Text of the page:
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Book Review

‘Shadows in the Vineyard’ by Maximillian Potter

Maximillian Potter based “Shadows in the Vineyard” on a 6,000-word piece he had written for Vanity Fair.

Jeff Panis

Maximillian Potter based “Shadows in the Vineyard” on a 6,000-word piece he had written for Vanity Fair.

We know from prison movies that inmates who really ought to be spending their time hatching plots to amend their lives are more likely to use their enforced leisure to ponder new and better crimes. So it was with Jacques Soltys, 56, a second-generation French citizen of Polish descent and career lowlife who, jailed for nine years after conviction for a botched kidnapping scheme, decided that he had aimed rather too low in seizing the aristocratic wife of a well-to-do Bordeaux winemaker and holding her, unsuccessfully, for ransom. How much cleverer — and more remunerative — to take hostage vines planted in the most famous and cherished vineyard in all of France and reap a million euro payday for not poisoning every last one of them?

It’s a bit hard to communicate to those who aren’t lovers of red Burgundy the reverence, even awe, in which Romanée-Conti, the vineyard that was Soltys’s target, is held. A bit less than 2 hectares (about 4 acres) in area, it annually produces a few thousand cases of some of the most sought-after wine in the world. Prices in the Boston area for the current release start at around $5,000 per bottle, but some vintages sell for much more. The Domaine de la Romanée-Conti owns this vineyard outright and portions of other grand cru vineyards nearby. If you were looking to shake down people who could afford to pay you real money, you could scarcely do better than this.

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In fall 2009 Soltys surreptitiously dug and carefully camouflaged an underground workroom for himself in the forested land at the edge of the famed vineyard in the tiny village of Vosne-Romanée. In a series of nighttime sallies from it Soltys drilled small holes in the trunks of a few vines and inserted a length of black wire. The maneuver wouldn’t kill a vine, but it would be enough to show his intended victim, Aubert de Villaine, the universally respected director of the Domaine, that he meant business. “If I can drill your vines without your knowing it, I can poison them at will” was the unsubtle threat implied by his “ransom’’ note.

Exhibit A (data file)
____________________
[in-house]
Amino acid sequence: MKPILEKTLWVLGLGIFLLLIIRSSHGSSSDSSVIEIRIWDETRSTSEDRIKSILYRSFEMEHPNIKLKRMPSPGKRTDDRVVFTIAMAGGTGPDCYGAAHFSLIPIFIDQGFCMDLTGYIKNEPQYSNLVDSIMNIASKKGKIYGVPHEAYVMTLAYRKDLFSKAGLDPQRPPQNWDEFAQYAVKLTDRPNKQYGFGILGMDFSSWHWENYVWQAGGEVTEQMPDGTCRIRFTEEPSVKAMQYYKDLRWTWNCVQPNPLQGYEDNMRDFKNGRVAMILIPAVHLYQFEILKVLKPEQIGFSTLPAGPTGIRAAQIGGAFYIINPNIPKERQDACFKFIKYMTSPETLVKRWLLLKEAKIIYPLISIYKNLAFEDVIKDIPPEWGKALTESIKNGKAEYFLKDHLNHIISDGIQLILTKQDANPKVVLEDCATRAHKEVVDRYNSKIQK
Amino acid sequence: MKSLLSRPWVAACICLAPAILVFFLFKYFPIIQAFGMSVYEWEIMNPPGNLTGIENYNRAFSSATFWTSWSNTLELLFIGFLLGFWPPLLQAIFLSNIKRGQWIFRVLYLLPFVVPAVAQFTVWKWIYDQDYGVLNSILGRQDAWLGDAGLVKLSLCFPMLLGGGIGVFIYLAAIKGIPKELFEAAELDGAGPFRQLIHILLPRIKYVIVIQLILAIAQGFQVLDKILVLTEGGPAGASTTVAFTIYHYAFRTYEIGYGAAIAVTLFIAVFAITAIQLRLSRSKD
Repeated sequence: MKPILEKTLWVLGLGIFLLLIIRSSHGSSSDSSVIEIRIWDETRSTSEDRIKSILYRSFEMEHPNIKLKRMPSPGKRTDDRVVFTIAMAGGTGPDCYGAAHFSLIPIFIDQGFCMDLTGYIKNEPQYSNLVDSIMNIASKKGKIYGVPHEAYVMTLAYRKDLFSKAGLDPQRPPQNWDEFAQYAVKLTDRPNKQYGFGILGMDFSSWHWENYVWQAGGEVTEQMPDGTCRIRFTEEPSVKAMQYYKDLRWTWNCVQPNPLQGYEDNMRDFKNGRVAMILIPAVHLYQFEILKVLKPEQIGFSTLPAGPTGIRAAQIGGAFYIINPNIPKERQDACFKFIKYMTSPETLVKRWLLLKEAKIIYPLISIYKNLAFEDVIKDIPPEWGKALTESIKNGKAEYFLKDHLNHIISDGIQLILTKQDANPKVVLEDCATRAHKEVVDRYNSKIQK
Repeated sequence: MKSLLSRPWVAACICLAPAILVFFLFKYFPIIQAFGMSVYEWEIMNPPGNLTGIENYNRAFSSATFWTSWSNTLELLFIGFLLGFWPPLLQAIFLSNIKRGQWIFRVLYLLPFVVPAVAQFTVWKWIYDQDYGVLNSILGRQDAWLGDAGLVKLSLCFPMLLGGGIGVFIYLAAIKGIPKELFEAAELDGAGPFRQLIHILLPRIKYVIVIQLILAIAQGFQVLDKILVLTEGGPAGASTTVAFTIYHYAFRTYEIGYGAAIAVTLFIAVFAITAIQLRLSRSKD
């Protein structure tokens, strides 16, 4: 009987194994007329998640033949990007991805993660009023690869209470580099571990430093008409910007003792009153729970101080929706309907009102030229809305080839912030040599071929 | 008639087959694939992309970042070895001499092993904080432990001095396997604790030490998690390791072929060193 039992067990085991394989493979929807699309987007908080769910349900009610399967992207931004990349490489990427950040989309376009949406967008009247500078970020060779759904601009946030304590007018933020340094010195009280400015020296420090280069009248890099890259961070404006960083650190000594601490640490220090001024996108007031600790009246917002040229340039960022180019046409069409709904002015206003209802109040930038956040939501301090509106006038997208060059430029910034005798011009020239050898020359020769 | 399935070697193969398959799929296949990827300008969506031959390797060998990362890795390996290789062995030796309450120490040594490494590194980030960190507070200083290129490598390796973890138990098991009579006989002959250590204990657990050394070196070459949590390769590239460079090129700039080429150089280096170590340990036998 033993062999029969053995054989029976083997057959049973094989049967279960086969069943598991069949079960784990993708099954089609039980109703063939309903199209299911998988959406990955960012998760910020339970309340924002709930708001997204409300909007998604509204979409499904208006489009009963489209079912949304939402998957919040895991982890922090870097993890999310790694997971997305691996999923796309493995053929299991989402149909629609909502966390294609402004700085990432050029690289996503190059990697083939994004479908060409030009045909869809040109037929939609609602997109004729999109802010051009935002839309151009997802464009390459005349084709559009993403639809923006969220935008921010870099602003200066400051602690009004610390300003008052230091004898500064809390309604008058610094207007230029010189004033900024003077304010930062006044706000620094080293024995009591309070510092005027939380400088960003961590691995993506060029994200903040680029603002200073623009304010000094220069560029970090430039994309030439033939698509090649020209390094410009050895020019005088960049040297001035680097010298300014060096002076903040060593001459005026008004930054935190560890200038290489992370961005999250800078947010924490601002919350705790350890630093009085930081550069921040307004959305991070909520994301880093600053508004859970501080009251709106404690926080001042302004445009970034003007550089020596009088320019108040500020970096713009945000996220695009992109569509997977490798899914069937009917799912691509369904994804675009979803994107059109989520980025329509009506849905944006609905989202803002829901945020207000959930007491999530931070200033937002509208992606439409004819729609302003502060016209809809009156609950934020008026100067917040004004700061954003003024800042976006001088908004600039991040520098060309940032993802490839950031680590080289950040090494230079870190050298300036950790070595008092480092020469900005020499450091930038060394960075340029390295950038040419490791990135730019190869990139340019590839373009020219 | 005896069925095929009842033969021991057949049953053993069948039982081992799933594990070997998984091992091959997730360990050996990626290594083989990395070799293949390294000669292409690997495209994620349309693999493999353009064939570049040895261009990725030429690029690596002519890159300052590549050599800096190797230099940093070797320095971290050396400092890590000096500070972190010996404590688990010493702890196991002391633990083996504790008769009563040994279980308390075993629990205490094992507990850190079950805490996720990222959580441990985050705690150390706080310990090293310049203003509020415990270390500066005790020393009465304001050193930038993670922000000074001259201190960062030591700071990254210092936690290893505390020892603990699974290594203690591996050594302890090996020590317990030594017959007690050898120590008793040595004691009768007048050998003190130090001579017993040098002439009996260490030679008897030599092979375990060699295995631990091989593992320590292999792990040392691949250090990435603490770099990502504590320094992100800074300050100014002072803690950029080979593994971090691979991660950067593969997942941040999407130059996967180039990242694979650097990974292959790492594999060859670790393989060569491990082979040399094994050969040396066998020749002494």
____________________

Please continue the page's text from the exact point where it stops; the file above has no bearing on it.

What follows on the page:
When the police finally nab Soltys and the story surfaces, Vanity Fair dispatches veteran journalist Maximillian Potter to Burgundy to cover it. His 6,000-word report appeared in the magazine’s May 2011 issue under the title “The Assassin in the Vineyard.” “Shadows in the Vineyard” is based on that article, but stretching the story out to book length only makes the original — and the editing at Vanity Fair — look brilliant by comparison.

Potter’s effort for the magazine is a tightly-written and engaging story that hits all the right notes — a bit of the history of Burgundy and the development of its vineyards under centuries of monastic custodianship; a peek at the chain of ownership of the property from the time of the cunning, duplicitous Prince de Conti, confidante of Louis XV, to the present day — but Potter’s extended treatment of the l’affair Soltys in “Shadows” doesn’t move at the clip or exhibit the brio of the magazine piece.

Part of the problem is that a precisely-timed, impeccably-
executed gambit of the sort we know from heist films like “Rififi’’ or “Ocean’s Eleven’’ isn’t remotely within reach of the schlubby Soltys, who hasn’t a shred of charisma and elicits neither our sympathy nor grudging admiration for a clever guy breaking bad. Nor is there much here that you could call suspense.

But there’s more wrong than this. The history is potted, the material on the background of de Villaine drawn-out and almost embarrassingly obsequious (he is incessantly referred to as the “Grand Monsieur”), and the lengthy excursus into the 18th-century intrigues of the Prince de Conti feels like filler. Add to this some mangled translation of French (one howler has Napoleon leading the armies of the restored Bourbon monarchy) and prose that seems aimed at young adults, and you have a bit of a slog.

There is an element in this otherwise unsatisfying book that sticks with you: the dread that somewhere out there a mind far more clever and well-capitalized than that of Jacques Soltys may be meditating using his crime as a template in a venture that has more of a chance of succeeding.

“It never ceased to amaze him,” Potter says of Soltys, “that so much value was just left there unprotected.”

Stephen Meuse writes about wine, food, and ideas at tableintime.com. He can be reached at tableintime@icloud.com.
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